Description of Newark in 1875
An Old Stage Town, Newark As It Was And Is.
Special correspondent to the Inter-Ocean.
Published in the Kendall County Record, April 29, 1875
Edited and compiled by Elmer Dickson
Newark, being a little off the railroad and having no local print, feels that the reporters have neglected her. She is as old as Chicago is. Newark was settled as early as 1830. One of the pioneer settlers was George Hollenback. For many years the place was called Georgetown. When the Black Hawk war broke out in 1832, Shabbona, the Pottawattomie chief, notified the few families of their danger and they fled to Ottawa. Mark Beaubien, who says he built the first frame house in Chicago, has just come out here to spend the summer with some of his children. They are having a family reunion in this vicinity this week. The children are here from Iowa, Missouri and Texas.
Before the days of railroads, Newark was a noted stage "station," it being on the direct road from Chicago to Ottawa. Horses were always changed here, and men too. Sometimes, that is, from sobriety to something else. Stage drivers and hostlers used to exchange oaths here. The enormous three-story hotel was sometimes overrun with sleepers. The landlady tells me as many as 100 in a single night. The stage driver comes no more. Seldom more than half a dozen strangers ask for lodgings in any one evening. This morning it seemed like a Sabbath day's journey down to the breakfast table. Only one man kept me company there. The two or three acres of second and third flooring are very lonesome.
There is more activity at the four corners. Indeed it is lively there. Though not as much of a business place as it was twenty years ago, Newark commands the trade of a certain section. It is always likely to. Its two general dealing houses, those of John A. Coy and Isaac and Peter S. Lott, have been running for eighteen or twenty years. They have gained an enviable reputation. The hardware merchant, H. P. Courtright, and the druggists, Munger Brothers and C. F. Thuneman, stand well. The farmers in this part of the Fox River Valley are generally independent in a financial sense. The merchants have no bad debts; hence they too are thriving. A little out of town, Mr. A. Z. Brown, is building a house good enough for the Governor to live in. Lott Scofield has a much better house a little farther off. This part of Kendall County has many first-class farmhouses, and every indication of wealth.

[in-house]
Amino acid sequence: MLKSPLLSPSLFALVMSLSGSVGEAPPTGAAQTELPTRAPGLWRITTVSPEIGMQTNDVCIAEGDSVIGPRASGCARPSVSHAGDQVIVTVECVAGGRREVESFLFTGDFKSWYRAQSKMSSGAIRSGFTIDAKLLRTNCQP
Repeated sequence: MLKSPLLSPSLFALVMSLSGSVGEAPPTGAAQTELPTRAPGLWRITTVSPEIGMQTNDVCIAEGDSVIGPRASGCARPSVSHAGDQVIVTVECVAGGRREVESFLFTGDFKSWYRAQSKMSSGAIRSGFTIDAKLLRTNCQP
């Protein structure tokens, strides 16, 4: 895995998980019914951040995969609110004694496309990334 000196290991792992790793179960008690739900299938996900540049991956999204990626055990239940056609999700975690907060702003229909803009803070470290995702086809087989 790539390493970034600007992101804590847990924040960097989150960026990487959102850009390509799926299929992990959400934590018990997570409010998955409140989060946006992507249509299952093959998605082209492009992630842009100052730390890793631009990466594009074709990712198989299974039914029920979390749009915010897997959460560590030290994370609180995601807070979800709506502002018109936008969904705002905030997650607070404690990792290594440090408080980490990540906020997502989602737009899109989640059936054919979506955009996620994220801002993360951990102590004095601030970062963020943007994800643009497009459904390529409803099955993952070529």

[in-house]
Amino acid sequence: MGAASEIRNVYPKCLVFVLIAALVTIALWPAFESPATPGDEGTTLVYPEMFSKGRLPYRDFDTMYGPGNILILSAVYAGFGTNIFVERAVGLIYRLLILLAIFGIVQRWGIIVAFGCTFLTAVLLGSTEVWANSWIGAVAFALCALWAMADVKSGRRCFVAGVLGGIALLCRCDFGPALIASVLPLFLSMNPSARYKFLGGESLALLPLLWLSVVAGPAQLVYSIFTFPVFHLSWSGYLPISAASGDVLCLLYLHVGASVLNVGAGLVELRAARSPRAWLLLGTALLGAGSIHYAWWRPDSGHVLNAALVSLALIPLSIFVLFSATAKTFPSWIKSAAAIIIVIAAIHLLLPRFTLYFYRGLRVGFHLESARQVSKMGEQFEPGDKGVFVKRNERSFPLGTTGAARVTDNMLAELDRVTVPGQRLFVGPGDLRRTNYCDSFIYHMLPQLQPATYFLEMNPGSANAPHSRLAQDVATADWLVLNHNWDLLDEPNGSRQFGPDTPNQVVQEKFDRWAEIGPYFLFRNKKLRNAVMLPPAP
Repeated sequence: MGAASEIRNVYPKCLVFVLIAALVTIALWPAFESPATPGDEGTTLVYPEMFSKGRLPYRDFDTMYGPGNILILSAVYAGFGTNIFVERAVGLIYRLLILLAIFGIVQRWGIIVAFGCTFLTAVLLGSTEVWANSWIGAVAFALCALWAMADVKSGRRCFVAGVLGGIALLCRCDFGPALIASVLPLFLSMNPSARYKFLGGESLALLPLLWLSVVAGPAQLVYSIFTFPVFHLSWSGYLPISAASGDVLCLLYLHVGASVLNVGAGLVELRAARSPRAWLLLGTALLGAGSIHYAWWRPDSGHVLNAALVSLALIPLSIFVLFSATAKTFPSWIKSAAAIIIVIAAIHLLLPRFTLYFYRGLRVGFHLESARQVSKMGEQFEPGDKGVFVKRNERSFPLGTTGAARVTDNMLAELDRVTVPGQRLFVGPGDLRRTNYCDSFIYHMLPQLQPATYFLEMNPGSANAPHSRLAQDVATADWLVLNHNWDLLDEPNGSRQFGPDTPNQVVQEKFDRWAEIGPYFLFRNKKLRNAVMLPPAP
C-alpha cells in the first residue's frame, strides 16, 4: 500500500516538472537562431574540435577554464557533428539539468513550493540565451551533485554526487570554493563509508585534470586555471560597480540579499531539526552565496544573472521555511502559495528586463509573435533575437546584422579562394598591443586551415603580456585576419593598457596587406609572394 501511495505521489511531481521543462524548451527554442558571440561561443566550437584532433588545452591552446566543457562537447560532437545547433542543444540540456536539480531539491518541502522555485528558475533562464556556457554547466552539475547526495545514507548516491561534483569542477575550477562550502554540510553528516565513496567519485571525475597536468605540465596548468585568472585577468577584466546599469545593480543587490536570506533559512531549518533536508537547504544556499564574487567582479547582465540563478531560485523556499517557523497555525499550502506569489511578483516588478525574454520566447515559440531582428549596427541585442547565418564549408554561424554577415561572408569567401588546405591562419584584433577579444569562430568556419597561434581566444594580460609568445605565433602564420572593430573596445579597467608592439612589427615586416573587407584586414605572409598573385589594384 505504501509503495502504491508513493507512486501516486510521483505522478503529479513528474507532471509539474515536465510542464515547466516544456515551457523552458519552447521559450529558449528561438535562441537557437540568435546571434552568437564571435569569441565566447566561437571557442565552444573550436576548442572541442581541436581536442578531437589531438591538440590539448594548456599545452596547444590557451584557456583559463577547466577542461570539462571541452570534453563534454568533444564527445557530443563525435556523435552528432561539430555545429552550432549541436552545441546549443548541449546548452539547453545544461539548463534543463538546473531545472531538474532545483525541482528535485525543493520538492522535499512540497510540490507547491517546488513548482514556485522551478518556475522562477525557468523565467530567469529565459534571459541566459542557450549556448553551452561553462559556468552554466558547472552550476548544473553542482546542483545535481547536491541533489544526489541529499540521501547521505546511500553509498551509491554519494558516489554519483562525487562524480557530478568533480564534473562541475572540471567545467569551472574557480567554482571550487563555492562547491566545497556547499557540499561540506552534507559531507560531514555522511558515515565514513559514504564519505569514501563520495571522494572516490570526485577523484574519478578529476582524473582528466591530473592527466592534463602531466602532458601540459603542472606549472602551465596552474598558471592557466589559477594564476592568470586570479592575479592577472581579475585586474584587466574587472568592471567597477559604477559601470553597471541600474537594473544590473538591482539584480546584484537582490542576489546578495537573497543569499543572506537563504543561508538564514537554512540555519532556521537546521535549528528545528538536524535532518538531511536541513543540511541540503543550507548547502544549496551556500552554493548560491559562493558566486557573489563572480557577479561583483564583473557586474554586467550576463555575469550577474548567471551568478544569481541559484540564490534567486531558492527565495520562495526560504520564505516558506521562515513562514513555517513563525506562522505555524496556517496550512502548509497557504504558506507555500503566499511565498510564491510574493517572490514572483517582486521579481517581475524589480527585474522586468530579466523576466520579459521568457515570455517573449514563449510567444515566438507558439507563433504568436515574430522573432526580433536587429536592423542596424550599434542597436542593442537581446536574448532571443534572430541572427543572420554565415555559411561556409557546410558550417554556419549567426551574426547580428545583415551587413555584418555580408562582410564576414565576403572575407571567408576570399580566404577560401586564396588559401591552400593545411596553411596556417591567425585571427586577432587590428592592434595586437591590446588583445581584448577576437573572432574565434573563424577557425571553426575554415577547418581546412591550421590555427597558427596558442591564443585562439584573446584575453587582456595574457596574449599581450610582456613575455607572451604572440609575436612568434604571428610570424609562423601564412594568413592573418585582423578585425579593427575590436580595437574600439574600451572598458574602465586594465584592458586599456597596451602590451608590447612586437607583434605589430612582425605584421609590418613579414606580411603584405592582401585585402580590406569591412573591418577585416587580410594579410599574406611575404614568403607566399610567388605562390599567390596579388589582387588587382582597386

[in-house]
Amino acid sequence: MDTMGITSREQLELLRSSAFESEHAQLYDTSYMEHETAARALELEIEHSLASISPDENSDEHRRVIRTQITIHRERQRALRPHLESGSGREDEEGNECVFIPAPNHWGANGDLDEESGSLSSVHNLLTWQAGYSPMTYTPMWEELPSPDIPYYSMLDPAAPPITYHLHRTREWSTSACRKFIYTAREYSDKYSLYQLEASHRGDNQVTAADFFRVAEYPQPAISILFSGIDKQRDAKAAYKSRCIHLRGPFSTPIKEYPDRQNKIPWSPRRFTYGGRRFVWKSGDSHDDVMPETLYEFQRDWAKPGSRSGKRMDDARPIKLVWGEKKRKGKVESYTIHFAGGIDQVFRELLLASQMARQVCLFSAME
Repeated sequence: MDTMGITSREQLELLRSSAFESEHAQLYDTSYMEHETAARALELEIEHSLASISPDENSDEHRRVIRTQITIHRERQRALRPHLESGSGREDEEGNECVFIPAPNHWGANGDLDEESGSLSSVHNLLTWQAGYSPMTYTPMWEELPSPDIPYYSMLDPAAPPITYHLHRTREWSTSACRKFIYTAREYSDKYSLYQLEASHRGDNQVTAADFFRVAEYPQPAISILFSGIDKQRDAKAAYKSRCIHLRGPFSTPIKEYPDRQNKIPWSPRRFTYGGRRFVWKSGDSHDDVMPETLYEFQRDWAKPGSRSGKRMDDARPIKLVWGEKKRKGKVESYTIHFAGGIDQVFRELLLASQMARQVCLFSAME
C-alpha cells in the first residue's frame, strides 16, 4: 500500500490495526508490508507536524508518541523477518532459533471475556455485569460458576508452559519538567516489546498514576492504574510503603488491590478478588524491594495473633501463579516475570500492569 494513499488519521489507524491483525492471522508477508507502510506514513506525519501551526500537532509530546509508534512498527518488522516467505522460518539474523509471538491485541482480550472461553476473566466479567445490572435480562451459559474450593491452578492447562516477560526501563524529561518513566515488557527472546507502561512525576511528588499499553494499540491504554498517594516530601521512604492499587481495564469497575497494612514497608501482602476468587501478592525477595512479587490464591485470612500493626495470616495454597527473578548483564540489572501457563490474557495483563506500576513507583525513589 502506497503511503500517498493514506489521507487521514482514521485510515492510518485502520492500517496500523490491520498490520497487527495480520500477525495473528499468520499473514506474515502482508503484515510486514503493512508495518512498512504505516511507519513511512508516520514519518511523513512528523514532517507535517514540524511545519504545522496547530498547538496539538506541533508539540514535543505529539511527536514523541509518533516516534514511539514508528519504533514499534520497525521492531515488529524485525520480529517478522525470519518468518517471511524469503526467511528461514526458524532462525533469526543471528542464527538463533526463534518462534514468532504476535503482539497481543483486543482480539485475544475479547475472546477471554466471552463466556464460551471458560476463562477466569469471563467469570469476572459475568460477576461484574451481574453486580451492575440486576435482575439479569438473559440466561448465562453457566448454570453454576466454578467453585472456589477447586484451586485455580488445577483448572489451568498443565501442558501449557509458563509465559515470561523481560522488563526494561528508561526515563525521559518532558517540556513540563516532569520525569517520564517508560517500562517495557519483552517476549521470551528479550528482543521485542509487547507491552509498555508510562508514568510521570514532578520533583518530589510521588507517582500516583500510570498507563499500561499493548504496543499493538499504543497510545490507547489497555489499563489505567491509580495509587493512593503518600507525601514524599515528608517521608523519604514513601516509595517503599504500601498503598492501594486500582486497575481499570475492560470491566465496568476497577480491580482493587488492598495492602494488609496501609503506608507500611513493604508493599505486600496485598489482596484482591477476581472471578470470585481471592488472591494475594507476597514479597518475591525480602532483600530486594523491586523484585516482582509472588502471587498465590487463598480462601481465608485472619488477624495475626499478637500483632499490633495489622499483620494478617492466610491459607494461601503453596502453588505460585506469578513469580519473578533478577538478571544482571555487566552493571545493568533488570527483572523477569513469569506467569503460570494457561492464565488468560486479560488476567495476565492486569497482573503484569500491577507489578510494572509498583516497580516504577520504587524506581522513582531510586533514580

Fowler Institute has just closed its winter term. It will not open again under that name, should it ever reopen. It has been in operation for twenty years or more. Many young men and women have left its "classic shades" to take a praiseworthy position in life.
The Joliet and Grand Trunk Railroad is graded to this point. Like Elder Thuneman in regard to the "Second Coming," we may be disappointed in seeing the first coming of the cars this year. Newark is two miles from the Aurora and Streator road. A hack runs four times a day between Newark and the railroad station at Millington. Thus Newark is far from being "out of this world." The people seem perfectly happy, as though they monopolized the whole Valley of Content.
Edited and compiled by Elmer Dickson
The first man we saw on the street was Bert Sweetland, (that's how we knew when we had got to Newark.) Newark is more of a town than most folks suppose. To be sure it has "Epsilon," (the local correspondent to the Record) and a brass band.
It also does some business. The principal merchants in town are Lott Brothers and John A. Coy. Although these are by no means the only places in town. They have a large stock and obliging clerks and their customers stick by them well. While we were in the store we saw J. Murray Bullard, of Millbrook, purchase four boxes of paper collars. The question arose in our mind, what can a granger want with four boxes of collars at once?
On the opposite corner from Lott Brothers, is the store of Mr. Coy, which is the largest store in the County. Mr. Coy has combined his Morris and Newark stocks in this one store, which makes a fine assortment to choose from. He is getting a large amount of trade from the town of Lisbon. He has six clerks, including "Hally," is son. All are kept busily engaged in waiting on customers. He has recently put a large fire and burglar proof safe into the store. The safe will put any burglar to his wit's end to open. Mr. Coy is selling the best of prints at eight cents a yard.
On the opposite side of the town we found John Lawson, Yorkville's old shoemaker. John was busy at work with Chris. Everson as his assistant. John is also a prominent member of the Newark band. He was getting ready to go down to the woods for a practice. Munger Brothers run the drug store and post office. Mr. Gable runs the restaurant. Newark seems in a good way to hold her own for many years to come.